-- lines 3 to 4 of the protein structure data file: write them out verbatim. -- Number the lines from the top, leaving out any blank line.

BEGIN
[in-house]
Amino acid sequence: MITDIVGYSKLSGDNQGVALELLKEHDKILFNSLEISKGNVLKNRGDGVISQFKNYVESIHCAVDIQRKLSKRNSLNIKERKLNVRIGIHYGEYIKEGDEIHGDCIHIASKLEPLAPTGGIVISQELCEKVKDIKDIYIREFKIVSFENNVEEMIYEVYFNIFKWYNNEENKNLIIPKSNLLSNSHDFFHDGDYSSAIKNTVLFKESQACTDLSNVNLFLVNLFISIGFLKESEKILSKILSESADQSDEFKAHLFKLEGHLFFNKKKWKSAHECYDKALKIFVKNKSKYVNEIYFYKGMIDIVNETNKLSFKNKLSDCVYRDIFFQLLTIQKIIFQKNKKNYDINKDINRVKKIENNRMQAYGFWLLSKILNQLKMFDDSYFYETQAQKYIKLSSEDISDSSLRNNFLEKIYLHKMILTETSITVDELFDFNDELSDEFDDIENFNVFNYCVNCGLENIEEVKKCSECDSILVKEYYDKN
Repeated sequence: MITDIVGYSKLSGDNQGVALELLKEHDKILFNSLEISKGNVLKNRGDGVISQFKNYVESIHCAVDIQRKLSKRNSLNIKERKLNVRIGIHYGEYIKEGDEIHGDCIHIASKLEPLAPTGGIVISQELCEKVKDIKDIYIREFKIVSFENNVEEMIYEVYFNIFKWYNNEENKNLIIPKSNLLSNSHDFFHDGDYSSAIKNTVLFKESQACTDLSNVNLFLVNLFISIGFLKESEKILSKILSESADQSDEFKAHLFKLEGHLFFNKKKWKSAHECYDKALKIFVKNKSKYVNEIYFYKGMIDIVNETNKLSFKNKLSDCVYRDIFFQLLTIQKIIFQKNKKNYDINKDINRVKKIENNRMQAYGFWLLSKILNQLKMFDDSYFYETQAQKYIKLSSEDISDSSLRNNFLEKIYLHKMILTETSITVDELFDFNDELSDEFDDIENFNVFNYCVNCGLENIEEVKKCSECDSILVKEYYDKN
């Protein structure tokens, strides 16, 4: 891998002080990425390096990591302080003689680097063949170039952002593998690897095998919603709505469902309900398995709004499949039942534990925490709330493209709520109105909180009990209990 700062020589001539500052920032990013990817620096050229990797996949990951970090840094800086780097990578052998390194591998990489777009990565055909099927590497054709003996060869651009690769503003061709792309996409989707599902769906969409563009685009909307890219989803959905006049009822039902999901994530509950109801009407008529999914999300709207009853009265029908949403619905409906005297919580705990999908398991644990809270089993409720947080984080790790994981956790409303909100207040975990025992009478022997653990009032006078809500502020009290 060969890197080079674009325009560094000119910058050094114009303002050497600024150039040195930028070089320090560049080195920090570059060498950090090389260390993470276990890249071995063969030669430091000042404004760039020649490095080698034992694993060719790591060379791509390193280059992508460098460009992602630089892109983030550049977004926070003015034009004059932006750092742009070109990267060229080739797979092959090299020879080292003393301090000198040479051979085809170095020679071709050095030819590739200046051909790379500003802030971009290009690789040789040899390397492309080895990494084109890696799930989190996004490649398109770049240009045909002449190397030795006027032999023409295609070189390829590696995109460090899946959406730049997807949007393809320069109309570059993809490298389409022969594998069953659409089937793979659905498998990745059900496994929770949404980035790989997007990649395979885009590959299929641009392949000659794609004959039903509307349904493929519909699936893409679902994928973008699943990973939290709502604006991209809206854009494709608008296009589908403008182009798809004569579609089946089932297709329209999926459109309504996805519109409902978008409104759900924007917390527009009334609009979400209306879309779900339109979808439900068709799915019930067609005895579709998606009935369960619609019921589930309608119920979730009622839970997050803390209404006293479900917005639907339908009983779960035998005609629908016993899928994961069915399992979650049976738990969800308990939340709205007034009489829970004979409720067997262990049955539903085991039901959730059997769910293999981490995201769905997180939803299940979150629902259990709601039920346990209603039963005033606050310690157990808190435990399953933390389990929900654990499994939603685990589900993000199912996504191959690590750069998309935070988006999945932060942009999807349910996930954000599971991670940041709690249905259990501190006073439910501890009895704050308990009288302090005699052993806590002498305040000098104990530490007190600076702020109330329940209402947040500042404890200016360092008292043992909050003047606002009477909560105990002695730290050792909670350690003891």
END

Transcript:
Repeated sequence: MITDIVGYSKLSGDNQGVALELLKEHDKILFNSLEISKGNVLKNRGDGVISQFKNYVESIHCAVDIQRKLSKRNSLNIKERKLNVRIGIHYGEYIKEGDEIHGDCIHIASKLEPLAPTGGIVISQELCEKVKDIKDIYIREFKIVSFENNVEEMIYEVYFNIFKWYNNEENKNLIIPKSNLLSNSHDFFHDGDYSSAIKNTVLFKESQACTDLSNVNLFLVNLFISIGFLKESEKILSKILSESADQSDEFKAHLFKLEGHLFFNKKKWKSAHECYDKALKIFVKNKSKYVNEIYFYKGMIDIVNETNKLSFKNKLSDCVYRDIFFQLLTIQKIIFQKNKKNYDINKDINRVKKIENNRMQAYGFWLLSKILNQLKMFDDSYFYETQAQKYIKLSSEDISDSSLRNNFLEKIYLHKMILTETSITVDELFDFNDELSDEFDDIENFNVFNYCVNCGLENIEEVKKCSECDSILVKEYYDKN
């Protein structure tokens, strides 16, 4: 891998002080990425390096990591302080003689680097063949170039952002593998690897095998919603709505469902309900398995709004499949039942534990925490709330493209709520109105909180009990209990 700062020589001539500052920032990013990817620096050229990797996949990951970090840094800086780097990578052998390194591998990489777009990565055909099927590497054709003996060869651009690769503003061709792309996409989707599902769906969409563009685009909307890219989803959905006049009822039902999901994530509950109801009407008529999914999300709207009853009265029908949403619905409906005297919580705990999908398991644990809270089993409720947080984080790790994981956790409303909100207040975990025992009478022997653990009032006078809500502020009290 060969890197080079674009325009560094000119910058050094114009303002050497600024150039040195930028070089320090560049080195920090570059060498950090090389260390993470276990890249071995063969030669430091000042404004760039020649490095080698034992694993060719790591060379791509390193280059992508460098460009992602630089892109983030550049977004926070003015034009004059932006750092742009070109990267060229080739797979092959090299020879080292003393301090000198040479051979085809170095020679071709050095030819590739200046051909790379500003802030971009290009690789040789040899390397492309080895990494084109890696799930989190996004490649398109770049240009045909002449190397030795006027032999023409295609070189390829590696995109460090899946959406730049997807949007393809320069109309570059993809490298389409022969594998069953659409089937793979659905498998990745059900496994929770949404980035790989997007990649395979885009590959299929641009392949000659794609004959039903509307349904493929519909699936893409679902994928973008699943990973939290709502604006991209809206854009494709608008296009589908403008182009798809004569579609089946089932297709329209999926459109309504996805519109409902978008409104759900924007917390527009009334609009979400209306879309779900339109979808439900068709799915019930067609005895579709998606009935369960619609019921589930309608119920979730009622839970997050803390209404006293479900917005639907339908009983779960035998005609629908016993899928994961069915399992979650049976738990969800308990939340709205007034009489829970004979409720067997262990049955539903085991039901959730059997769910293999981490995201769905997180939803299940979150629902259990709601039920346990209603039963005033606050310690157990808190435990399953933390389990929900654990499994939603685990589900993000199912996504191959690590750069998309935070988006999945932060942009999807349910996930954000599971991670940041709690249905259990501190006073439910501890009895704050308990009288302090005699052993806590002498305040000098104990530490007190600076702020109330329940209402947040500042404890200016360092008292043992909050003047606002009477909560105990002695730290050792909670350690003891």